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Algorithms to reanimate the heart

When an adult suffers a cardiorespiratory arrest the rapid application of an electrical discharge with a defibrillator can avoid sudden death in many cases. Nevertheless, defibrillation also has its impediment or enemy: time. For every minute that passes from the moment of the attack, the possibilities of survival drop by 10%. This is why, in order to avoid avoidable deaths, more and more easy-to-handle, automatic defibrillators are being designed, sold and installed.

Automatic defibrillators or AEDs (Automatic External Defibrillators) have been around now for some ten years. The main elements of these devices are based on algorithms that help undertake a study and diagnosis of the electrical signals from the heart. The defibrillator reads the patients heartbeat and carries out a continuous report of the state of the organ. Once this analysis is completed, it communicates whether or not an electric discharge is necessary, i.e. it will tell if, on applying electro-treatment, the heart will recover its usual pace or not.

In fact, this last was the starting point for researchers at the Department of Electronics and Telecommunications at the Higher Technical Engineering School in Bilbao (the University of the Basque Country - UPV-EHU); i.e. drawing up algorithms for defibrillators designed for adults. In this research, however, they are investigating algorithms that are reliably applicable for children and overcoming that obstacle of time.

AEDs for children

The use of automatic defibrillators for adults is quite widespread. The heartbeat of a child under 8, however, is quite different from that of an adult. What happens when a child suffers a cardiorespiratory arrest" The use of such devices with children has been authorised for some two years now, and the UPV-EHU researchers are focusing on this application.

To this end, it is essential to have a pediatric database, not an easy task given that few children suffer from a cardiorespiratory arrest. To draw up this database, researchers needed data on hundreds of normal heartbeats and life-threatening ones and for this they had the help of hospitals and doctors registering the heartbeats of children.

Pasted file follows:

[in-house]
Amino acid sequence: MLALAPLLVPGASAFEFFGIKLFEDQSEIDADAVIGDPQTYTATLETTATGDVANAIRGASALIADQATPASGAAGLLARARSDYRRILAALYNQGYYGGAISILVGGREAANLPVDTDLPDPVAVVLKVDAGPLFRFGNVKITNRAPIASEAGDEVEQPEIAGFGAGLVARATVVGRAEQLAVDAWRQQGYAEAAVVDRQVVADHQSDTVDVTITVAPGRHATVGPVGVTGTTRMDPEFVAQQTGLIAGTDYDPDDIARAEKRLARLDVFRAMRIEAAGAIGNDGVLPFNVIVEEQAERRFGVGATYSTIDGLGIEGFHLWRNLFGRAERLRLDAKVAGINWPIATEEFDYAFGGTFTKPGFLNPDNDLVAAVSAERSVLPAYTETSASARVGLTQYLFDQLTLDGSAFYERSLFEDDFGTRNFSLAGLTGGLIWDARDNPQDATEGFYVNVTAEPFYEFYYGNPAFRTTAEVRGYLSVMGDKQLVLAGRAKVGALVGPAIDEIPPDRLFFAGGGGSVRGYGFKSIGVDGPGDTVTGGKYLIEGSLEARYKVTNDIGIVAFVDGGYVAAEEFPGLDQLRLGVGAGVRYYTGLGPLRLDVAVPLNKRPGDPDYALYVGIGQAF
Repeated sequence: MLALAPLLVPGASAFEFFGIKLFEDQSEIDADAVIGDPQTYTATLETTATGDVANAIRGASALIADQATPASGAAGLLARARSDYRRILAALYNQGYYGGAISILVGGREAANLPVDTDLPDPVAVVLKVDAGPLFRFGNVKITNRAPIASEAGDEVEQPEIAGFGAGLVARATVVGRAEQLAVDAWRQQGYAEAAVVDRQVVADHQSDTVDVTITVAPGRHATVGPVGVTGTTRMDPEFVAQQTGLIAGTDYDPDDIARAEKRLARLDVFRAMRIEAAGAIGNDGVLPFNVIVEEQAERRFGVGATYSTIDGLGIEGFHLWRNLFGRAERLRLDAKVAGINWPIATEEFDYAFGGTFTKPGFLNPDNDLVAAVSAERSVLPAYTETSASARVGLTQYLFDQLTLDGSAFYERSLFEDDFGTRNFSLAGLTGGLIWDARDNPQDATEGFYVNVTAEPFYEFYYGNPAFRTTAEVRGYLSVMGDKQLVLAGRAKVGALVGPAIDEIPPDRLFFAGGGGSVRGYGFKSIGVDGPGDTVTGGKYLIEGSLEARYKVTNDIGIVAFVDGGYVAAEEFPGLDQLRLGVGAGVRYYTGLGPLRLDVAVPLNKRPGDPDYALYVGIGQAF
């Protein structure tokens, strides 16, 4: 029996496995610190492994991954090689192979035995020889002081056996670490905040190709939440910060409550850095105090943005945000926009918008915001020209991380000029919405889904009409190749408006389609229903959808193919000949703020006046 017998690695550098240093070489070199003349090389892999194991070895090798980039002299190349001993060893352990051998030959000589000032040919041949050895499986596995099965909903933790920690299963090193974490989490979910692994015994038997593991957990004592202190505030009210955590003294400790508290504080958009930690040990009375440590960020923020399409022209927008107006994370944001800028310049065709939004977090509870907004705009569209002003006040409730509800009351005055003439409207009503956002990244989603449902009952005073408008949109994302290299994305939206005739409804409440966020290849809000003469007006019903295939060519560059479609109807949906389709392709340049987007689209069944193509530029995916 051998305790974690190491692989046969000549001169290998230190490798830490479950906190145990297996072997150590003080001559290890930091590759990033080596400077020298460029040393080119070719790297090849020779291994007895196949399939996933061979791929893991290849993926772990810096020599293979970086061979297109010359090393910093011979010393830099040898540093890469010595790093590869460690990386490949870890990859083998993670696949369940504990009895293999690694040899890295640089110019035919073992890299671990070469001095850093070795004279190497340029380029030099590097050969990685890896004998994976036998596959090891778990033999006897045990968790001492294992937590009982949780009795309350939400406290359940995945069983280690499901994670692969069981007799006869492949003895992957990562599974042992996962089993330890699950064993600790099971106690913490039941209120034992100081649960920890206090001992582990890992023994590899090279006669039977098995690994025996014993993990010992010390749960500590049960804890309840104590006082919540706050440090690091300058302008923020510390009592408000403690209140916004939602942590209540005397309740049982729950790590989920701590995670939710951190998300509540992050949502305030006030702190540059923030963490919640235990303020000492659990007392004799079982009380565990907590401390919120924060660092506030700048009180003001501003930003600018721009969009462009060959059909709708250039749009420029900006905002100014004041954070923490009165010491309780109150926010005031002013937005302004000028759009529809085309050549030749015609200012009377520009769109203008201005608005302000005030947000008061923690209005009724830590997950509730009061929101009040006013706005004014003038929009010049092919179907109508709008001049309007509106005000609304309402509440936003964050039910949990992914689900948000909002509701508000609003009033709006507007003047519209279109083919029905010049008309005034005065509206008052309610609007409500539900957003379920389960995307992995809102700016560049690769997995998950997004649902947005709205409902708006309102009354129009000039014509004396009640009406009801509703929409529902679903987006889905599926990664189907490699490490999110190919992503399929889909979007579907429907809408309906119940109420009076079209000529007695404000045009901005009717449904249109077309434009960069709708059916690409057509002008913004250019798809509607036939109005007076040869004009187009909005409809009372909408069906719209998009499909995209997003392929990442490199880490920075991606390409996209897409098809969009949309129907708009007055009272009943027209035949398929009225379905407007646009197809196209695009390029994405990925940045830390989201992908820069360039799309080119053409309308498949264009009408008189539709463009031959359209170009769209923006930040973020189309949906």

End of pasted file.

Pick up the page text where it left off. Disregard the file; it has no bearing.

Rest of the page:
Once the database was drawn up, reliable algorithms suitable for children were designed, i.e. digitalised signals or the electrocardiograms registered by the computers were processed and a number of parameters analysed such as, for example, the frequency of the electrical signals, their morphology, their spectrum and the most significant time/frequency parameters. Depending on all these parameters, the researchers carry out a classification of the signals, thus enabling a decision to be made if there is a life-threatening heart rate.

The obstacle of time

As mentioned before, time makes the difference between life and death in many of these cases. Often, a massage is sufficient to reanimate the heart and recover a normal heartbeat. Sometimes, however, a massage is insufficient and this is when time may be lost. In fact, when a massage is given, an electrocardiogram signal cannot be analysed nor can an electric discharge be applied. So, until a study of the electric signals is carried out and a check made to see if an electro-treatment will save a patient from almost certain death, seconds and minutes will have passed; seconds and minutes that make a difference between life and death The UPV-EHU engineers have looked at the option of unifying the automatic defibrillator analysis and the massage. The problem is that the signal received by the AED from the skin is distorted by the movement due to the massage, and so the result of the diagnosis is not very reliable. The UPV-EHU researchers have undertaken research on specific methods which avoid these distorsions and obtain a more reliable diagnosis.

They apply specific methods in order to distinguish the clean signal without distorsions. For example, they obtain samples of certain electrocardiograms or signals and apply specific algorithms to them. Aided by these algorithms, the aim is to differentiate the noise or distorsion of the signal from the undistorted one. When this is achieved, there is no obstacle to applying defibrillation and the massage at the same time.

The methods applied to date, in various areas, are providing fascinating results. The goal of the UPV-EHU researchers is to publish these in the near future..


Contact: Irati Kortabitarte
Elhuyar Fundazioa

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